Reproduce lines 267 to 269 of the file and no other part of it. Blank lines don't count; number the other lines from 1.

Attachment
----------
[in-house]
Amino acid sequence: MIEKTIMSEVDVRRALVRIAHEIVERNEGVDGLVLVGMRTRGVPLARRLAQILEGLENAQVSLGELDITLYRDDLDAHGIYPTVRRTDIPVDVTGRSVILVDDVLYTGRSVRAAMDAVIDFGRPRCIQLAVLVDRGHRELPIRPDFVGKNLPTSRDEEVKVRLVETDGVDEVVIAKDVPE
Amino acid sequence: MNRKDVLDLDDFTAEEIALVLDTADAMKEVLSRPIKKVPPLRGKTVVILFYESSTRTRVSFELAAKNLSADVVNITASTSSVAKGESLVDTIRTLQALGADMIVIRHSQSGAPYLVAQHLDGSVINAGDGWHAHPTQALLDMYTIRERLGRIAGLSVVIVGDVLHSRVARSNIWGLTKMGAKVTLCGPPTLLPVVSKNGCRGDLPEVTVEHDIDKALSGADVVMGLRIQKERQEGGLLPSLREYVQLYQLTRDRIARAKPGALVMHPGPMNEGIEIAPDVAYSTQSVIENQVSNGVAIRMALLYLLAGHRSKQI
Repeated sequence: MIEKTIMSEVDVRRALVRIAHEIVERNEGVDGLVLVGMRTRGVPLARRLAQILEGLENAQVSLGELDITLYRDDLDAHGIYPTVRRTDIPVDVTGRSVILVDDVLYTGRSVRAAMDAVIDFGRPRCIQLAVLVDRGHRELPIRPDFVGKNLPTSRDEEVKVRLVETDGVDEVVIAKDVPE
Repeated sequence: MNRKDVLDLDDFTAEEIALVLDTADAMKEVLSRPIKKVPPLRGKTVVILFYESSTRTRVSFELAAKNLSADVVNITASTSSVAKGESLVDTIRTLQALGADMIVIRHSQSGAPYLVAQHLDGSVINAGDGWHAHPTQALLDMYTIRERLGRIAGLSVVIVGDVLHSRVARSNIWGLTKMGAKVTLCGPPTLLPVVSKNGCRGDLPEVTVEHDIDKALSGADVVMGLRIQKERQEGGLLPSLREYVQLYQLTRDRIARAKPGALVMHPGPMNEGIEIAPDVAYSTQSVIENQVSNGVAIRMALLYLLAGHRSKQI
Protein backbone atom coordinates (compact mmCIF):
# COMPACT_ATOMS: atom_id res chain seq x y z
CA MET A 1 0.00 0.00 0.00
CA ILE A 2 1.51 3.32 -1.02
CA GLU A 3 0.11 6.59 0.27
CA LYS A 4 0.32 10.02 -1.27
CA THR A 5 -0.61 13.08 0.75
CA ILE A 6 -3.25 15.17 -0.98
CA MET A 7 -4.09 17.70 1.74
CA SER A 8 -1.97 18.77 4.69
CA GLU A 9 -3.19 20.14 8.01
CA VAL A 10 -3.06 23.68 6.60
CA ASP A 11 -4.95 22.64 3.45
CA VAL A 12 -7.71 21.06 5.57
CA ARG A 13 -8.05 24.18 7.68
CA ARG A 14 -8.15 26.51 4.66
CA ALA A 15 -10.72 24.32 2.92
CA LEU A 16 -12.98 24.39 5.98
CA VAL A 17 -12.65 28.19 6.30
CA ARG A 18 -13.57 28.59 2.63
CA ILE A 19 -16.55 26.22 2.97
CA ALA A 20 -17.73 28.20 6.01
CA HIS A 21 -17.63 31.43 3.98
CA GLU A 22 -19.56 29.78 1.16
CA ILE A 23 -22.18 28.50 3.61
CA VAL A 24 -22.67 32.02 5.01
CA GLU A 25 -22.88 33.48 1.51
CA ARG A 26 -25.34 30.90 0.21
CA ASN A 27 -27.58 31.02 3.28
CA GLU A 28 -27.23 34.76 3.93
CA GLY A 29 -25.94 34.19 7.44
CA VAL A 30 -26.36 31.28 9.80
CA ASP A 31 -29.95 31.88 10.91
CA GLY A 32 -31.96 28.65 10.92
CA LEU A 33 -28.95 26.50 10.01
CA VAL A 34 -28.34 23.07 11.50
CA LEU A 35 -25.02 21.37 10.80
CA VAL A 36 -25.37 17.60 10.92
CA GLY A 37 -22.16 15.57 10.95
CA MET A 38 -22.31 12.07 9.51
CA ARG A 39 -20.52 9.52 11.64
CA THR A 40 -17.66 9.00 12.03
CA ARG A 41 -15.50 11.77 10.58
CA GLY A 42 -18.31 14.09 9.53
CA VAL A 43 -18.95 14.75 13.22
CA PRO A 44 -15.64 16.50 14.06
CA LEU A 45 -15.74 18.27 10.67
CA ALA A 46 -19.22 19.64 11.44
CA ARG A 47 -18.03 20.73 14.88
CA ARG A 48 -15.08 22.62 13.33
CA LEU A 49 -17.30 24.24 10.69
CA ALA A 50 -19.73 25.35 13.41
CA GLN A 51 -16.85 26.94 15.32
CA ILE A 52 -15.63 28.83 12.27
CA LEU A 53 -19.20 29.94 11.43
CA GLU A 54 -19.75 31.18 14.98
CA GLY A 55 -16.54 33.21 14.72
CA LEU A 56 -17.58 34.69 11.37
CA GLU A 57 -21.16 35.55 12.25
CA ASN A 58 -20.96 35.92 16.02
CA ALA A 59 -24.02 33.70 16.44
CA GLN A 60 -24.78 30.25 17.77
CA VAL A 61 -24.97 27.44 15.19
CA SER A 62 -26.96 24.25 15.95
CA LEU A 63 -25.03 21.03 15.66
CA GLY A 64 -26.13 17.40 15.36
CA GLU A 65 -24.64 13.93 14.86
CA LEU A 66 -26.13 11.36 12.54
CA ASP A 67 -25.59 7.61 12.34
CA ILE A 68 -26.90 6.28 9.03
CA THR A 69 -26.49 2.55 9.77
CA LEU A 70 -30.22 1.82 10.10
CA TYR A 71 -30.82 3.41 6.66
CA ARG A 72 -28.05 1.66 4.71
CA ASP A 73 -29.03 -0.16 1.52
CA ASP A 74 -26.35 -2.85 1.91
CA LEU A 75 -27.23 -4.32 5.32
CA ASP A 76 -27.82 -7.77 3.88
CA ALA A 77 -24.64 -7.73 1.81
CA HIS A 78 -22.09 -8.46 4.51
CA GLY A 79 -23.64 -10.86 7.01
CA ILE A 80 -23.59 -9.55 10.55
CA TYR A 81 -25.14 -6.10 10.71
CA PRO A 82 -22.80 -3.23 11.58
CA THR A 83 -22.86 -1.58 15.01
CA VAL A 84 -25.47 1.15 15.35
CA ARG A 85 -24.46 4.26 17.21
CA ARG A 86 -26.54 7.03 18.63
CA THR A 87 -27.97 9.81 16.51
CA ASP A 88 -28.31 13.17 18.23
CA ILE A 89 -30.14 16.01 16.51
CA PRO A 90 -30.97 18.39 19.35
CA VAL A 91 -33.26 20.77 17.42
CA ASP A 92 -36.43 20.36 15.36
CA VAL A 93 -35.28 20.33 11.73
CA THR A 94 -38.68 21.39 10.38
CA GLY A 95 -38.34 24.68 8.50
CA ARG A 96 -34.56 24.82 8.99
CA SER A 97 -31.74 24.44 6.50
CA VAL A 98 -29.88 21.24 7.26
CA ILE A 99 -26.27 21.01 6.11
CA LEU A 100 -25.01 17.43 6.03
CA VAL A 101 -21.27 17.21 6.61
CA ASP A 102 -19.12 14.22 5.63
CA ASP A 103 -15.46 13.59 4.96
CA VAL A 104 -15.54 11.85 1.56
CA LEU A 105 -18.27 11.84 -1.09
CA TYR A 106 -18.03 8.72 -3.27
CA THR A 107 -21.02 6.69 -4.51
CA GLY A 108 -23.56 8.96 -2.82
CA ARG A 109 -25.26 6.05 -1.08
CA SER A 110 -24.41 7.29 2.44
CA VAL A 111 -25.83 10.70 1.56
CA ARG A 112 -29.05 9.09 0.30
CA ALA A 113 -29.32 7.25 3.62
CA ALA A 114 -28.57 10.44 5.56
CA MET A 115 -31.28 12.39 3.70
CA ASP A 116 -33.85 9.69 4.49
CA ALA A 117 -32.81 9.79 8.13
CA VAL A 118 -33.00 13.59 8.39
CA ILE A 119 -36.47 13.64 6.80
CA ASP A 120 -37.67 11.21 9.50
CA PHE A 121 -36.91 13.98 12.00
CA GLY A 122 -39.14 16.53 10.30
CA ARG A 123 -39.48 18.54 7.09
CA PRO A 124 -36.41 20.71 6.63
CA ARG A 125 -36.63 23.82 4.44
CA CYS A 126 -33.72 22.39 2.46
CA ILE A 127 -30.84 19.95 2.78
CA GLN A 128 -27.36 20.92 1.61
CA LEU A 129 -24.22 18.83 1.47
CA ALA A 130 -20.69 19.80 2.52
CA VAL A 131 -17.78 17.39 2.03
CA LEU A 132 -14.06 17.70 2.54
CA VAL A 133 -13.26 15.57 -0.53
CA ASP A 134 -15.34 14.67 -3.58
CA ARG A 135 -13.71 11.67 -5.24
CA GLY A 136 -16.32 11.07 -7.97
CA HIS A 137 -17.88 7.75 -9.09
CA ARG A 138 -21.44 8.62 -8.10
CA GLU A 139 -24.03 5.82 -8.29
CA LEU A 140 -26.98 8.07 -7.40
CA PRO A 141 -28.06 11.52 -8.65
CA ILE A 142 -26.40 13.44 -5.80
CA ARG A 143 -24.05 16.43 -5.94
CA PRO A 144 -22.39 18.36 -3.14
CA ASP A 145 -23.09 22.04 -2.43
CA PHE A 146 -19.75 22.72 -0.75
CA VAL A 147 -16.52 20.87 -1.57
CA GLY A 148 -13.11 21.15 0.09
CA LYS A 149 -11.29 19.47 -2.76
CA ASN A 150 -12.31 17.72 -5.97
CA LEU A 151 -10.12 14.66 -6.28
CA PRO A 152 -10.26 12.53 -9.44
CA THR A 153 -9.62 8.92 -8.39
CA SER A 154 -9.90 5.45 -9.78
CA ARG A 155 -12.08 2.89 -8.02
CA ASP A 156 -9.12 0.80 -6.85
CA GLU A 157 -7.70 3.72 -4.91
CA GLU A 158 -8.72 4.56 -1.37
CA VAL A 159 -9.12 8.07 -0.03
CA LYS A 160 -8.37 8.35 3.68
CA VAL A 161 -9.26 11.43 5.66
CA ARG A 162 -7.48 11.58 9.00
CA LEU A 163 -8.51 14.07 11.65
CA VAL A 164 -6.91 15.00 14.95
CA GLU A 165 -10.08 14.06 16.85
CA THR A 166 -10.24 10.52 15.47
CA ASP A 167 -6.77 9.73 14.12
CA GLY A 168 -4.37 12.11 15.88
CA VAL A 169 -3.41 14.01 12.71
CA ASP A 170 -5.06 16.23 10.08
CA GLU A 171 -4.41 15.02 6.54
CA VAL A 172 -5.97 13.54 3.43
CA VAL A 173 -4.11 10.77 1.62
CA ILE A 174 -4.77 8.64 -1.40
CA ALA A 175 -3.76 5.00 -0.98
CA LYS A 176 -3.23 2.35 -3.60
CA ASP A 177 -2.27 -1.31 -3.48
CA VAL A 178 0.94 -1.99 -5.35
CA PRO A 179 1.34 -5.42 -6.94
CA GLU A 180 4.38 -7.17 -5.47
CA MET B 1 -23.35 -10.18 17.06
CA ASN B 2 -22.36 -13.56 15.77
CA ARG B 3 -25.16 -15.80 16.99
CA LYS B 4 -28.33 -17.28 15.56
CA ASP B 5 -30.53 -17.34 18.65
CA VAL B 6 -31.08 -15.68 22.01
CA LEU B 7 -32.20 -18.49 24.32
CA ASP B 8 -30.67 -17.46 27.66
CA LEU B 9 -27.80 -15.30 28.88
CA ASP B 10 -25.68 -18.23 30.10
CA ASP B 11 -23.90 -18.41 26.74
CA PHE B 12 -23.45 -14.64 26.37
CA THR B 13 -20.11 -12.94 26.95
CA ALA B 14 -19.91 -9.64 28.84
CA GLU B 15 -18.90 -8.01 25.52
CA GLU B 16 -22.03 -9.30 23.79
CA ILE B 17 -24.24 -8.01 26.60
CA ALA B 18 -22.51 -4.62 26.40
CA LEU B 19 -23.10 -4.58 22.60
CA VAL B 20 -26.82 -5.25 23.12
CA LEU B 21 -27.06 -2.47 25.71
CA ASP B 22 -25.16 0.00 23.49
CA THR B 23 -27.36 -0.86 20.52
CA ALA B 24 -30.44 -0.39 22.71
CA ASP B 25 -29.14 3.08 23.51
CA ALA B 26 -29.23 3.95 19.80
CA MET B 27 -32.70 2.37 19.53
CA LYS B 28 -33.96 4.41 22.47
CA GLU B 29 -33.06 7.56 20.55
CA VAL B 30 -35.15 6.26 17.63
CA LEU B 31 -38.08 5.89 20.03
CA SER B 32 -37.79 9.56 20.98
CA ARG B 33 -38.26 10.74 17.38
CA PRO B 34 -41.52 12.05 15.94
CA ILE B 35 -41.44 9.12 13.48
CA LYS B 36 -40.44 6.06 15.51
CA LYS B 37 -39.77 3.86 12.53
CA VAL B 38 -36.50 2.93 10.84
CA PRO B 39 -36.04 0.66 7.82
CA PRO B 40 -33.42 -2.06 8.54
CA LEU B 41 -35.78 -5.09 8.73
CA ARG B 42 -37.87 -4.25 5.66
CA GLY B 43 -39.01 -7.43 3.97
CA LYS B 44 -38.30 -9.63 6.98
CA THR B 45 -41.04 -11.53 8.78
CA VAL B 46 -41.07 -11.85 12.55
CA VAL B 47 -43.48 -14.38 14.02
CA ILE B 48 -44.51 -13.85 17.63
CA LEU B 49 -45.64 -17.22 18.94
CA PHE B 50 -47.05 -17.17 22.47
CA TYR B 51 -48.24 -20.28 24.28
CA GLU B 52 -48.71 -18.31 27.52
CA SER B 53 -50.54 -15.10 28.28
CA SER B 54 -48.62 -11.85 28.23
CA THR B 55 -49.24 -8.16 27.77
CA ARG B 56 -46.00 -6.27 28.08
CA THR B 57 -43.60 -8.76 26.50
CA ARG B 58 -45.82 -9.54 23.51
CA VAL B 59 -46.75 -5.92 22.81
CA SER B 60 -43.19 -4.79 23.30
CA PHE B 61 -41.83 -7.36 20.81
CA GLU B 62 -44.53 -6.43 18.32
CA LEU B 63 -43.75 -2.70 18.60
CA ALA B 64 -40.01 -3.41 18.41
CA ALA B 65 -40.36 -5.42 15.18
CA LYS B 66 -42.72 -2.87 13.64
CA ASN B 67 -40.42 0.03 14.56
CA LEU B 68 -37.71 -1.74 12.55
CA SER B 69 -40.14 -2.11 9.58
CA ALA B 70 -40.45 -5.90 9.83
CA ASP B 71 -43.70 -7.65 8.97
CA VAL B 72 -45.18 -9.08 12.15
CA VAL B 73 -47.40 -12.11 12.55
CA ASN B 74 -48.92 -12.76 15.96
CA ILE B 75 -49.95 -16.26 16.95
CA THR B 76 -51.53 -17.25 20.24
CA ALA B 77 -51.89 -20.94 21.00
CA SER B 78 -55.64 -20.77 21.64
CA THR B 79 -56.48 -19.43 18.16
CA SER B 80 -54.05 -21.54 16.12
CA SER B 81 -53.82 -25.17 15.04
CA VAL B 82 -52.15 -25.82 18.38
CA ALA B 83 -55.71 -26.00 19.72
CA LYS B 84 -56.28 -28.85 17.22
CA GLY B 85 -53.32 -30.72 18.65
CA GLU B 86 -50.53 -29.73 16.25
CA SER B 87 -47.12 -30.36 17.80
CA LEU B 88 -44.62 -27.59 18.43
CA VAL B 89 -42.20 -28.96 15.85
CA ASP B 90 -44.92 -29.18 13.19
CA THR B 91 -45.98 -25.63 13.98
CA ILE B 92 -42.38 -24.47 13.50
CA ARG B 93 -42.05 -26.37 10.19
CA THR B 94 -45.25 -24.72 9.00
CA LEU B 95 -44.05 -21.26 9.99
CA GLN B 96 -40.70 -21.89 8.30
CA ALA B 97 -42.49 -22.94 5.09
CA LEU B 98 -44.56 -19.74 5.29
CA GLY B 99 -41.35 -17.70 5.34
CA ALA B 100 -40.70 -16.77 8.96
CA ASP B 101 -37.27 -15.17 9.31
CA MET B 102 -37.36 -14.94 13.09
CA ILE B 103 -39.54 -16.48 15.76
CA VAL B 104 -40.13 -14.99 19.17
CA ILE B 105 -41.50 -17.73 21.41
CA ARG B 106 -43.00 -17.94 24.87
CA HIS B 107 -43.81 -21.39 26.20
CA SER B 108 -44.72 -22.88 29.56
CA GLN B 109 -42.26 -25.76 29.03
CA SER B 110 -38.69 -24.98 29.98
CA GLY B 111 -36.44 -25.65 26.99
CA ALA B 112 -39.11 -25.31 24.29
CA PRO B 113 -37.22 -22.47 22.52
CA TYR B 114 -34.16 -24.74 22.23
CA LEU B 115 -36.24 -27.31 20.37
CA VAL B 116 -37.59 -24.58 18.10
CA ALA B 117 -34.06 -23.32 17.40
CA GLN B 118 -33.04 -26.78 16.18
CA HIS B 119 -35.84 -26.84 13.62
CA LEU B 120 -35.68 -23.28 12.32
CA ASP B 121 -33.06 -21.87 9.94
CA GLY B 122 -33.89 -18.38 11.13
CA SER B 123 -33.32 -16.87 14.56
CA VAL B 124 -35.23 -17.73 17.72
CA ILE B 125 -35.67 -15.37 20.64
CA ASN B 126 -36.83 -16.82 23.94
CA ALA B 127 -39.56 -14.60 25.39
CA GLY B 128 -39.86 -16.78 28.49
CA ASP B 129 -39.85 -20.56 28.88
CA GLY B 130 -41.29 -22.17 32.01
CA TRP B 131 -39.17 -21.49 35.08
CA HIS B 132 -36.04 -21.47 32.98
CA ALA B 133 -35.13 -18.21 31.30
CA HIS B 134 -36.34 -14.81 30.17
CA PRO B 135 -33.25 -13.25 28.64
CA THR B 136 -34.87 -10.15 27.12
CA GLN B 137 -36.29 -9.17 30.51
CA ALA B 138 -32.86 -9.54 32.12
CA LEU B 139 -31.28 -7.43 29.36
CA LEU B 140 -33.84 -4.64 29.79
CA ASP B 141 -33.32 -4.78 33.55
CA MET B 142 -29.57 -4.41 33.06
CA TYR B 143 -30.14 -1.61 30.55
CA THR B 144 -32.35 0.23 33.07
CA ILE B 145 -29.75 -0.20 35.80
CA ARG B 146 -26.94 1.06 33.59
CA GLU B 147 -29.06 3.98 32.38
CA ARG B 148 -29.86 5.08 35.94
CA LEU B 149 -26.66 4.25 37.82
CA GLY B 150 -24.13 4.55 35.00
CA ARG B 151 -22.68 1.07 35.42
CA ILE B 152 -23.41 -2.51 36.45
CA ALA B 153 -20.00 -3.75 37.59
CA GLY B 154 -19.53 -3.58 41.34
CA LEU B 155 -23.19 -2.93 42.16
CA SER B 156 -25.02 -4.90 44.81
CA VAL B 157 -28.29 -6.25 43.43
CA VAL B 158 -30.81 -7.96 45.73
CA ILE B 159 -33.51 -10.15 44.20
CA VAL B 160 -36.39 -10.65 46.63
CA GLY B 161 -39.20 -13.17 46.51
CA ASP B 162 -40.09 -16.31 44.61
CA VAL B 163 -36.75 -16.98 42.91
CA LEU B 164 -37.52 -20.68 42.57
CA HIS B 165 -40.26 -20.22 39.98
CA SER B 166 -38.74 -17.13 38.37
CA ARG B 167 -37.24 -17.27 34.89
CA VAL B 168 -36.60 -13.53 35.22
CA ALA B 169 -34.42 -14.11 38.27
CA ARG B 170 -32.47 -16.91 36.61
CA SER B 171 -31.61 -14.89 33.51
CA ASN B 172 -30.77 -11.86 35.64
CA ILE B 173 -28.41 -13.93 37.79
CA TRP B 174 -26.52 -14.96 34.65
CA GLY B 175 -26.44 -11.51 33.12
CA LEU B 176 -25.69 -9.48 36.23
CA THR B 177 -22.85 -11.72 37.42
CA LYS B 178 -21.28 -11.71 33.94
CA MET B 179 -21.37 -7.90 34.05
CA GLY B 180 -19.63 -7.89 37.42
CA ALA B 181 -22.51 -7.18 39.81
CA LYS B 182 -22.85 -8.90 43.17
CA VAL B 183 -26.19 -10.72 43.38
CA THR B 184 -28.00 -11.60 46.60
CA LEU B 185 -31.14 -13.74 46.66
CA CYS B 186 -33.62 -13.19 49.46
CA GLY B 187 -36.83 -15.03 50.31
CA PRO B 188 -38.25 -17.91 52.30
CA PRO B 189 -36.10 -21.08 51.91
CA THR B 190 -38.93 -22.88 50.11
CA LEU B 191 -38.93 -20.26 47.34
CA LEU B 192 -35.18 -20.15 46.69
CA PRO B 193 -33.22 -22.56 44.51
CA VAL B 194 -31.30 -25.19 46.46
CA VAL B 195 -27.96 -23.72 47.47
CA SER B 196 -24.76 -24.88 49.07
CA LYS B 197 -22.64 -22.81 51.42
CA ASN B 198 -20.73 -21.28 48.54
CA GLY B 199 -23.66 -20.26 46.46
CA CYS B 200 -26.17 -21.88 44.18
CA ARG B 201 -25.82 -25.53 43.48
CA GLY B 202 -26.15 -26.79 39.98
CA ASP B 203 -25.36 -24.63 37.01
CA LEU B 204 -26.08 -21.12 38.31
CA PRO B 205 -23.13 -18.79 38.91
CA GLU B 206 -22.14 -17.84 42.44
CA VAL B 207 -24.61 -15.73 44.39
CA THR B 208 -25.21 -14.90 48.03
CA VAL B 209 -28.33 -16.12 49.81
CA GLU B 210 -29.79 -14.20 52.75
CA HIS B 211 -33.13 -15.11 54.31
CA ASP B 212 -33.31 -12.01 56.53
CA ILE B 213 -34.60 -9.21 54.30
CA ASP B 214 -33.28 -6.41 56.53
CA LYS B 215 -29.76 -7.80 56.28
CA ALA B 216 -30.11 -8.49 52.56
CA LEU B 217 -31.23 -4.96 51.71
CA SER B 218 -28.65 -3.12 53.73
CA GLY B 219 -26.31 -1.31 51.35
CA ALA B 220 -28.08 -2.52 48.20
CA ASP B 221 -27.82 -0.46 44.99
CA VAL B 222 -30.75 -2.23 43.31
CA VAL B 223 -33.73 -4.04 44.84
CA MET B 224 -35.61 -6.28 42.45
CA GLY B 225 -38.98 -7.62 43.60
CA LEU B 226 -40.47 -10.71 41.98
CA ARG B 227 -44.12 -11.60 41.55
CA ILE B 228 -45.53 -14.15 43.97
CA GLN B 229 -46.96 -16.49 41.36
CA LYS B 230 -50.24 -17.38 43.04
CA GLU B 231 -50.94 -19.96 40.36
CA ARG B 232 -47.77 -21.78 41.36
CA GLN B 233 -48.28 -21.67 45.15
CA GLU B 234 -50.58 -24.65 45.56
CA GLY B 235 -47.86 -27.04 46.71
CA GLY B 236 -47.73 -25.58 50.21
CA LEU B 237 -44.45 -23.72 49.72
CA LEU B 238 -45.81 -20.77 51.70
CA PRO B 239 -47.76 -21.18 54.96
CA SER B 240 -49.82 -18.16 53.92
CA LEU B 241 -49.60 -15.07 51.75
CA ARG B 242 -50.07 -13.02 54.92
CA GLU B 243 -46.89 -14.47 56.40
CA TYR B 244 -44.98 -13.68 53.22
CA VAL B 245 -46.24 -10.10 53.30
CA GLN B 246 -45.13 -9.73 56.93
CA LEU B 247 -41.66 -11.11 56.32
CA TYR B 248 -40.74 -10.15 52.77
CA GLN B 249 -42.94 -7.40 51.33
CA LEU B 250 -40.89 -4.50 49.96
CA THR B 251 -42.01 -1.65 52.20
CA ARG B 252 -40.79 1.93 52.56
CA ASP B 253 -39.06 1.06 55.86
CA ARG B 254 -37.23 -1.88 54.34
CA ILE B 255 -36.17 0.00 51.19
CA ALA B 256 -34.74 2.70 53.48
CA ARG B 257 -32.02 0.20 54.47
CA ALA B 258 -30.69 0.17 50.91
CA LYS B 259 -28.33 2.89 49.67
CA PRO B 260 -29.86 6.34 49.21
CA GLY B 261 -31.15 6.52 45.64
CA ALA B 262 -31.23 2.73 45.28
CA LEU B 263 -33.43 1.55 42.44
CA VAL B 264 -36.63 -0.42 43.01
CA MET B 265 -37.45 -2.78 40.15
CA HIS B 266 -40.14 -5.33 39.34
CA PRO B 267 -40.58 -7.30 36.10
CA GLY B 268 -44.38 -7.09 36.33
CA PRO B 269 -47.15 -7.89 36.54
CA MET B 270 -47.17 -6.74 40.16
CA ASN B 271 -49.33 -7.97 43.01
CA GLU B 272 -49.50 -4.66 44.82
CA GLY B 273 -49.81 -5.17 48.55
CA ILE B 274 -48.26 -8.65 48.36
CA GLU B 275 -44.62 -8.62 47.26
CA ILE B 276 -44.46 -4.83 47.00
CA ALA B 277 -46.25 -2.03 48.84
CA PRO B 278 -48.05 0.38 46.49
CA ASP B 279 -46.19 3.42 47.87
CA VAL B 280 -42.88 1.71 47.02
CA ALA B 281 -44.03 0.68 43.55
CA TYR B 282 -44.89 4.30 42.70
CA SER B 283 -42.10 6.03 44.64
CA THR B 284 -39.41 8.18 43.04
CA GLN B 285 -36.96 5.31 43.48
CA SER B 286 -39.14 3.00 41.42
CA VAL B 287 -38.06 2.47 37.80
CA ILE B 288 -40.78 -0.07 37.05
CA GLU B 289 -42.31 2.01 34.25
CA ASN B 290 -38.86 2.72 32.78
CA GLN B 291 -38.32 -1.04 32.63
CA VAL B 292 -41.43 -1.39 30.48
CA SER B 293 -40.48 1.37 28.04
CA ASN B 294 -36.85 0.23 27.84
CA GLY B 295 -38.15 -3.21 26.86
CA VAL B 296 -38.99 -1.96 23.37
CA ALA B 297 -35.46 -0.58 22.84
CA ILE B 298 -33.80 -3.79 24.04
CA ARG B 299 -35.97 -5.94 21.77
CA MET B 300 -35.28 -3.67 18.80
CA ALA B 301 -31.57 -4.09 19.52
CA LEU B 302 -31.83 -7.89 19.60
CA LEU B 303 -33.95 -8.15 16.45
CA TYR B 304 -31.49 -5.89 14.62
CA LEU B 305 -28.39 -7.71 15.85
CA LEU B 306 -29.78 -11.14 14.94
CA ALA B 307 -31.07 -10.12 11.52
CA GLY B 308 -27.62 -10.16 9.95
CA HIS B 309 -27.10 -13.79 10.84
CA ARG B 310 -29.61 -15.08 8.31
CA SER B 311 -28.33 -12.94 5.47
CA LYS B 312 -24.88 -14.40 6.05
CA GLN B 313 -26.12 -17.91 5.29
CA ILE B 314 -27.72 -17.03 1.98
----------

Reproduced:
CA SER B 80 -54.05 -21.54 16.12
CA SER B 81 -53.82 -25.17 15.04
CA VAL B 82 -52.15 -25.82 18.38